10 Tips For Responding to a Person with Autism

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Wendy Goldband, author, and Bill Davis, a father of an autistic child co-authored the book Dangerous Encounters: avoiding perilous situations with autism (Amazon link) contributed this post to Everyday EMS Tips. This post is an excerpt from the book. Wendy Goldbland and Bill Davis write:

About one in every 150 children in the U.S. is now diagnosed with autism – a complex neurological condition with a variety of symptoms that affect individuals in different ways. It is four times more prevalent in males than females, and increased almost 200% in the last ten years. People with autism can have many or just a few of the disorder’s common characteristics. No two people exhibit the exact same symptoms, making autism a spectrum disorder. Some people can be very high functioning and others very low functioning. Some individuals may be highly verbal while others are nonverbal, some have above-average intelligence while others may have mental retardation, and some may respond atypically to different sensory stimuli.

Workers in the emergency service field should be very aware of the fact that people with autism can be violent and aggressive. Teenagers, in particular, have been known to be very aggressive and have some very peculiar behaviors relating to hormones and sexuality. But understand that autism is not a psychological disorder. The peculiar behaviors you might encounter are not from a person who is out of control or has a psychological problem. It is not a result of poor parenting. His actions cannot be physically helped. If you encounter a person with autism, you might as well forget everything you know about communicating with a typical human being because it’s not going to work with autism.

If called to an accident, how do you determine if a person has autism or if a person with autism is hurt? I always stress to evaluate, evaluate, and reevaluate. If a person with autism is sitting in a car wreck he may not have even understood he was in a wreck! He may just defer the whole incident so that it’s gone from his reality. Perhaps he has a very high threshold of pain. He might not know he’s hurt, might not tell you, or might not think it’s important. He may not recognize danger, pain, or that the person he’s with is hurt. In fact, he might be absorbed in watching a tree right now. All these are very protective autistic responses to shield from over-stimulation.

A serious problem can be very minor to a person with autism. But a minor scrape can be traumatic. When my son scraped his leg he had to be in sweat pants for three days because he couldn’t deal with seeing it. He paced the floor and looked at it constantly. It was very serious to him.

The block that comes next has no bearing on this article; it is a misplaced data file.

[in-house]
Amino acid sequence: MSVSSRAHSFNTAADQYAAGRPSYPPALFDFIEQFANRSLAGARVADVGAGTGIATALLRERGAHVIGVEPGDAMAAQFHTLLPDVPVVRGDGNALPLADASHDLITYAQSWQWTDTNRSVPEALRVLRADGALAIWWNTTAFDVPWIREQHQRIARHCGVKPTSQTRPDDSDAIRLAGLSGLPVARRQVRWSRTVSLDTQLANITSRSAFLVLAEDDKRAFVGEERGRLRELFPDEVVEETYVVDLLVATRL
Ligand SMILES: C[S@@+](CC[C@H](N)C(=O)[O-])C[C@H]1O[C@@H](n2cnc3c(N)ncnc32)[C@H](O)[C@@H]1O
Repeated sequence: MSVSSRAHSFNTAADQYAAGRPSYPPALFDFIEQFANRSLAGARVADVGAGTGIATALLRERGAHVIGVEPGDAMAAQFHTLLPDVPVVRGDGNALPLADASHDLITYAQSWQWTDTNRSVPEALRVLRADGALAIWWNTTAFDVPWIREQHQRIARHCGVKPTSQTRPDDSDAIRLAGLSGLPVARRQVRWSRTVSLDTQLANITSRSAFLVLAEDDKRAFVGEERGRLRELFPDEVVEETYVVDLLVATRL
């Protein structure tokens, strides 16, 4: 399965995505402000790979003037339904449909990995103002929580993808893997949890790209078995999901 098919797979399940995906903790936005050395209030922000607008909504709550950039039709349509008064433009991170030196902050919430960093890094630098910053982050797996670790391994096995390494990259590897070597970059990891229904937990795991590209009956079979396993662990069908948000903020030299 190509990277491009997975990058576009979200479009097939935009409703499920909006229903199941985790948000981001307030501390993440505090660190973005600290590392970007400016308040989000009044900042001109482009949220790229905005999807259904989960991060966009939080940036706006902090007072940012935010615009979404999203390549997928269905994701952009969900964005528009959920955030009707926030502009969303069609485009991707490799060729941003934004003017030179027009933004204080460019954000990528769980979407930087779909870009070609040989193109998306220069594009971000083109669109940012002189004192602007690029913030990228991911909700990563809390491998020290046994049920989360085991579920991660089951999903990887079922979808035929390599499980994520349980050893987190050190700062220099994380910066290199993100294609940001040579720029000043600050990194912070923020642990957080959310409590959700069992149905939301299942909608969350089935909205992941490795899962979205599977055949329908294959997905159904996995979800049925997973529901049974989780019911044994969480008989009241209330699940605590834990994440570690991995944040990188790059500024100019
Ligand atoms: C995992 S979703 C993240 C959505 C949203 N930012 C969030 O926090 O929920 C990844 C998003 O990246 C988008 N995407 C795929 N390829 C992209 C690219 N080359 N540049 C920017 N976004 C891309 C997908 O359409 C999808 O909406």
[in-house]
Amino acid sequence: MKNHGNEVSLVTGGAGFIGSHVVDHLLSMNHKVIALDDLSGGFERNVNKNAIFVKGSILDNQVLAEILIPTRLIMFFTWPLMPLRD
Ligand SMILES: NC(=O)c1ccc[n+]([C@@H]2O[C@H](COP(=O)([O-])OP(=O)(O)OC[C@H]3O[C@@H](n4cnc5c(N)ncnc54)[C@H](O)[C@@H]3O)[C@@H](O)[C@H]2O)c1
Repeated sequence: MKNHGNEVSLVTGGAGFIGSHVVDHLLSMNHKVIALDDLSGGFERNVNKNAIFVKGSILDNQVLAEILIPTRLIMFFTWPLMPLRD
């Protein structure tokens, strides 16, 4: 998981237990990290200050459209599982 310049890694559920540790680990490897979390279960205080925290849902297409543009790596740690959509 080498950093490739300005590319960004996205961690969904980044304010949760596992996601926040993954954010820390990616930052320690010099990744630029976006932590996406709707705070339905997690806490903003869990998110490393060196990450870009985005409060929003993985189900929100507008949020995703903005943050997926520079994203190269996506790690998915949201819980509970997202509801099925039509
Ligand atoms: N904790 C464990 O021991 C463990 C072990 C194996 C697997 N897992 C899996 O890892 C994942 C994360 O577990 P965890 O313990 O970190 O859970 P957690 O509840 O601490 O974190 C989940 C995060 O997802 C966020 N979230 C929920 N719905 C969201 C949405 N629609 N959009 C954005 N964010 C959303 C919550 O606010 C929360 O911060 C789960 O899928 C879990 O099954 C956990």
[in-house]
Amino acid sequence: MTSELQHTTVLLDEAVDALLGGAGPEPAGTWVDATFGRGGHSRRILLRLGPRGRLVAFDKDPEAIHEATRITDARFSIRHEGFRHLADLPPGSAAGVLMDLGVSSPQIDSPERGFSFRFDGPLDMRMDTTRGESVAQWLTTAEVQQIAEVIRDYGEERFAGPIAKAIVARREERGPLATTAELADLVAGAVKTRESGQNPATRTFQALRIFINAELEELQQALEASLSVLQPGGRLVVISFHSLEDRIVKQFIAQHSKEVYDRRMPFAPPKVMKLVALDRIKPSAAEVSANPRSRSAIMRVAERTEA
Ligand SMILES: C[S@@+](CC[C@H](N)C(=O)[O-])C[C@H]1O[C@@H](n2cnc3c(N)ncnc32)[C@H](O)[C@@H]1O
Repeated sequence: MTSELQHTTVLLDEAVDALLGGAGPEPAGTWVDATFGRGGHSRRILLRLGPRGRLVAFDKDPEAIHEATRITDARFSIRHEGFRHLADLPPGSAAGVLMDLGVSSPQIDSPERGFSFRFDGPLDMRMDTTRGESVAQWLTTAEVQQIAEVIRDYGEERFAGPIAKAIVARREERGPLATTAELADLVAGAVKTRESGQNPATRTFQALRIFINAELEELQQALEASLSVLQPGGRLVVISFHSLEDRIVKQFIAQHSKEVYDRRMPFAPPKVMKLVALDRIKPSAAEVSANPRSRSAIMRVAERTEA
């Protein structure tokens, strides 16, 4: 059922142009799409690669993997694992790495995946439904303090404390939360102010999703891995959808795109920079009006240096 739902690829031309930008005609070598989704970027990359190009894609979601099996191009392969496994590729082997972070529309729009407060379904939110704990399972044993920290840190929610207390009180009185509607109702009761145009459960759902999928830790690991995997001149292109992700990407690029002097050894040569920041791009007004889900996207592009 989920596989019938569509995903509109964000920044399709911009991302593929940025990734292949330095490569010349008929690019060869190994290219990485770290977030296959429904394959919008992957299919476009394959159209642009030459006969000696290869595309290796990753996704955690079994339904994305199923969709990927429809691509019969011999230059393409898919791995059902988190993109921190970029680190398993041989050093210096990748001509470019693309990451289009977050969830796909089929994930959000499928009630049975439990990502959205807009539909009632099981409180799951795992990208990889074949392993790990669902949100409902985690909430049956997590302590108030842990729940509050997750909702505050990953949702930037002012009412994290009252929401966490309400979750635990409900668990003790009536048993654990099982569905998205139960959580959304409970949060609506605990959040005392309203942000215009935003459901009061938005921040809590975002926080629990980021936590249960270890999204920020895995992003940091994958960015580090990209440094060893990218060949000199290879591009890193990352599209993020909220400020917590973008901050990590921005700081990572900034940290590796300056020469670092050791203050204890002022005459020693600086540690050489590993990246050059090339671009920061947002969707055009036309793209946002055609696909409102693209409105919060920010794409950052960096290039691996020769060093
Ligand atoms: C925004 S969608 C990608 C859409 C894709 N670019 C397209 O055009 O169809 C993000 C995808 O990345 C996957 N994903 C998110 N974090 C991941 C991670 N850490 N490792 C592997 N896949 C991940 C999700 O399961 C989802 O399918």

Here are 10 Everyday EMS Tips when responding to a situation involving a person with autism:

1. Assess for injury! Assess for injury! Assess for injury!

2. Interpretation of pain may be abnormal – Serious injury may be ignored; Minor scrapes may be interpreted as traumatic.

3. If parent is unable to respond, look for ID card on parent or keys explaining child’s disorder.

4. Approach slowly. Be calm, direct, quiet, and repetitive.

5. Explain everything in simple words and gestures before making any physical contact.

6. Do not interrupt fixating or repetitive motions unless necessary.

7. Ambulance or emergency room settings may be highly over-stimulating, agitating, or even painful – Take the child to a quiet place as quickly as possible.

8. May have severe allergies to food and drugs – Kids with autism are often on many different medications and are prone to allergic reactions or dangerous drug interactions. That is why it is probably a better choice not to administer any medications to a patient with autism unless the guardian is there to inform you or it is an absolute necessity.

9. Try to demonstrate on yourself or colleague when explaining procedures – Use drawings or pictures.

10. Remember that people with autism may act over-excited or agitated when faced with the unknown or when they don’t know what’s expected of them.

Bill Davis is the father of Chris, who has autism. Breaking Autism’s Barriers: A Father’s Story chronicles Bill’s fight to overcome the physical, emotional, public, educational, and therapeutic obstacles to his son’s disorder.

Co-author of Breaking Autism’s Barriers and Dangerous Encounters:Avoiding Perilous Situations with Autism, Wendy Goldband, MSW, is a Registered Representative and Insurance Producer with an expertise in long term care and special needs planning. She is the former Senior Marketing Manager for Crump Insurance Services, and helps families with special needs plan their financial futures. Wendy enjoys giving talks that help groups understand the unique issues seniors and special needs families face. She is a trained hospice volunteer, been part of a medical mission to Jamaica, and is a Best Friends Animal Society Ambassador. Email Wendy Email Wendy.

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